Being deemed physically attractive at work certainly gives you an advantage over someone less desirable.
There’s a clear pay gap between those deemed good-looking over people less appealing. Beauty increases confidence and can even get you more call-backs when it comes to interviewing.
But beauty can also give those fortunate enough another advantage in the office by influencing what type of perks a company offers an employee, according to a new study.
New research published in Economic and Human Biology found that attractiveness can predict the number of “fringe benefits” an employee receives, both in men and women.
The study, headed by Maryam Dilmaghani, wanted to see how beauty influenced job perks such as health insurance, vacation offerings, pension, paid parental leave, and other benefits.
While previous studies have certainly shown how attraction can dictate the way one moves up the ladder, Dilmaghani’s study is thought to be the first of its kind since it specifically hones in on benefits, which are pretty important in today’s workforce.
A study from 2019 found that 30% of employees would take less salary for better benefits as employees begin to put health and well-being in front of monetary success. It’s never been more clear than now in the coronavirus pandemic how important benefits as well.
Dilmaghani used data from Canada General Social Survey in 2016, which featured responses from 3,250 men and 5,253 women. In that report, respondents were asked questions on physical attraction which were ranked on a point-based scale.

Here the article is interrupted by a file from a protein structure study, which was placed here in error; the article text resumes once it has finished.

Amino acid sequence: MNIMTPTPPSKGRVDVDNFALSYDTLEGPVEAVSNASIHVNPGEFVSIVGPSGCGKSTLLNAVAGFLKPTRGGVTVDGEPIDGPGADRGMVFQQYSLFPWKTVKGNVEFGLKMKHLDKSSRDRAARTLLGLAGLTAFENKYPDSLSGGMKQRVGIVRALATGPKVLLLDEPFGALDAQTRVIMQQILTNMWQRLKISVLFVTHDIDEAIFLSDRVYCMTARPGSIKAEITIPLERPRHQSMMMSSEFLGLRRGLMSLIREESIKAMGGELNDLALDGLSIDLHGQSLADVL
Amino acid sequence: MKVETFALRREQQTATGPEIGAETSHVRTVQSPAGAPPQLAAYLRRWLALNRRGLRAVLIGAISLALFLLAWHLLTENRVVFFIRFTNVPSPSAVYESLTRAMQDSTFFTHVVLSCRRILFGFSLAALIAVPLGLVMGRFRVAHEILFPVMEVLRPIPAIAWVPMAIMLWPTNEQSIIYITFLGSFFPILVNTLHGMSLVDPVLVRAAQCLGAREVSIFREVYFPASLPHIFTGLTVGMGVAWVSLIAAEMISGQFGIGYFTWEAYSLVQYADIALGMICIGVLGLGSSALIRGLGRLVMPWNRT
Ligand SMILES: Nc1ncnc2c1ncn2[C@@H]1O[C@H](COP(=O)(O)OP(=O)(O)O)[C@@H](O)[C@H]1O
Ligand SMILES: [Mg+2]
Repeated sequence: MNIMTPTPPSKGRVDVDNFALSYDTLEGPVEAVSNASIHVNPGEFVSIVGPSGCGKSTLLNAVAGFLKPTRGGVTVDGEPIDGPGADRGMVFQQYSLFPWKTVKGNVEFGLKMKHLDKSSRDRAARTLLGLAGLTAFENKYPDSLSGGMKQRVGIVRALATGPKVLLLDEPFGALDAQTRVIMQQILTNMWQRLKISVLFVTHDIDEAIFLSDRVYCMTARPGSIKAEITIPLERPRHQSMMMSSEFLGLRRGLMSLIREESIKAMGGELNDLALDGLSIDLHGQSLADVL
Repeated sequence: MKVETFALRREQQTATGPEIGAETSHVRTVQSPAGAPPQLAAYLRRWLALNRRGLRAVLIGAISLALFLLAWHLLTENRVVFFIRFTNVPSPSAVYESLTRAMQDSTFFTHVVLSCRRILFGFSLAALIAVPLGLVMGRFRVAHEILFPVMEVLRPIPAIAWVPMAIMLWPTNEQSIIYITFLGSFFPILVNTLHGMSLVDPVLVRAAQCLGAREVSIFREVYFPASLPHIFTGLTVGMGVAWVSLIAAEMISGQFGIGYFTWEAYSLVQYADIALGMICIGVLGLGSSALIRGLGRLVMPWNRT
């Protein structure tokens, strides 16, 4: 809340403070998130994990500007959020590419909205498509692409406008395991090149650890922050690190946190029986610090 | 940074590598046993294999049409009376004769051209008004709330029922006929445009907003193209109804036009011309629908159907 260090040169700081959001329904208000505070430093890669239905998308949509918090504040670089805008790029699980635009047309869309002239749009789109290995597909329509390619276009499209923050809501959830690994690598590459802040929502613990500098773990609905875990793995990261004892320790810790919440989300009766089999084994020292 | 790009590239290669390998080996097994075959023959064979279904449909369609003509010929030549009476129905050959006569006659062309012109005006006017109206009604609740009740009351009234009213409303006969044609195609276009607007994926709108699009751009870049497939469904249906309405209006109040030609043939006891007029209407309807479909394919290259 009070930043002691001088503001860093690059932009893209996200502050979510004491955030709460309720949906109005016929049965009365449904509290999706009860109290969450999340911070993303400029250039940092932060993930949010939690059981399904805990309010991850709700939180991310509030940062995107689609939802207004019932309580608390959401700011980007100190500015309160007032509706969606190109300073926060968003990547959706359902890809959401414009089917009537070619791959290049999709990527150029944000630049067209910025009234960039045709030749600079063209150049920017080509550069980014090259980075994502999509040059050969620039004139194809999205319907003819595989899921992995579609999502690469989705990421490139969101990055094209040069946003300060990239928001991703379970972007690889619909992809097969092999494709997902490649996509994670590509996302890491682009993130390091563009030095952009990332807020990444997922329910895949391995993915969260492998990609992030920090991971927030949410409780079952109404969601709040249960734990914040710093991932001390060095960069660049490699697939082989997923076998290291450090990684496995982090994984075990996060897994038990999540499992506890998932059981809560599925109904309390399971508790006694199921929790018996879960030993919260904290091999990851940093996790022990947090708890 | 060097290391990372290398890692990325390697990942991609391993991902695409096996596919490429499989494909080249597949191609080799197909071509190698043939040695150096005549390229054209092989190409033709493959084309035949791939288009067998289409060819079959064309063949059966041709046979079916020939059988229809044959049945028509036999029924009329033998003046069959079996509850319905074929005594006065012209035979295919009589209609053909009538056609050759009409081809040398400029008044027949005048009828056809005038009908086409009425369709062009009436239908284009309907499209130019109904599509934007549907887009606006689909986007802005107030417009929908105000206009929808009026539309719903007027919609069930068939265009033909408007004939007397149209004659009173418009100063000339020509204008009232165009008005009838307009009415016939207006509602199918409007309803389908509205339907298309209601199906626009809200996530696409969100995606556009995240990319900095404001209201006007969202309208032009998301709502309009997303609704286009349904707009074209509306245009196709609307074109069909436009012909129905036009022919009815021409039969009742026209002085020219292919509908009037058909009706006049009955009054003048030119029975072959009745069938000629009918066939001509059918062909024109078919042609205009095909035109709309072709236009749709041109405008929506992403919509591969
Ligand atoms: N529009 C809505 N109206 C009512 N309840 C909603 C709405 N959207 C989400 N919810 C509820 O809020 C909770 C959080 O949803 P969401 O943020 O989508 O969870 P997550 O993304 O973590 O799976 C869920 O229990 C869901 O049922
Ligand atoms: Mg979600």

Additionally, respondents were questioned on the type of benefits they receive from a company such as “pension, paid sick leave, paid vacation, paid parental leave, disability insurance, supplementary medical and dental insurance, worker’s compensation plan, and ‘Other’,” PsyPost reported.
The study’s author considered things such as how attraction can boost one’s confidence, and how previous research has shown that confidence often means better wages at work. But even with this sidebar, Dilmaghani found attraction plays a big role in determining who receives what benefits.
In other words, less attractive people did not receive the same benefits as people who were more attractive.
The study had its drawbacks, including that the measure of physical attractiveness was self-reported and susceptible to bias. Still, the study’s findings were substantial and warrant future investigation.
“Examined for the first time,” Dilmaghani notes, “the data strongly point to the existence of a fringe benefit penalty for unattractiveness. Given that the penalty was robustly present in the subsample of workers with a university education and a perfect education-job match, the possibility of discrimination cannot be excluded.”
“At equal level of earnings, more attractive individuals appear able to secure higher quality jobs, as measured by the number of fringe benefits,” the author wrote. “The results, hence, suggest that the effects of attractiveness on labour market outcomes cannot be fully captured by a separate examination of earnings and the hiring process.”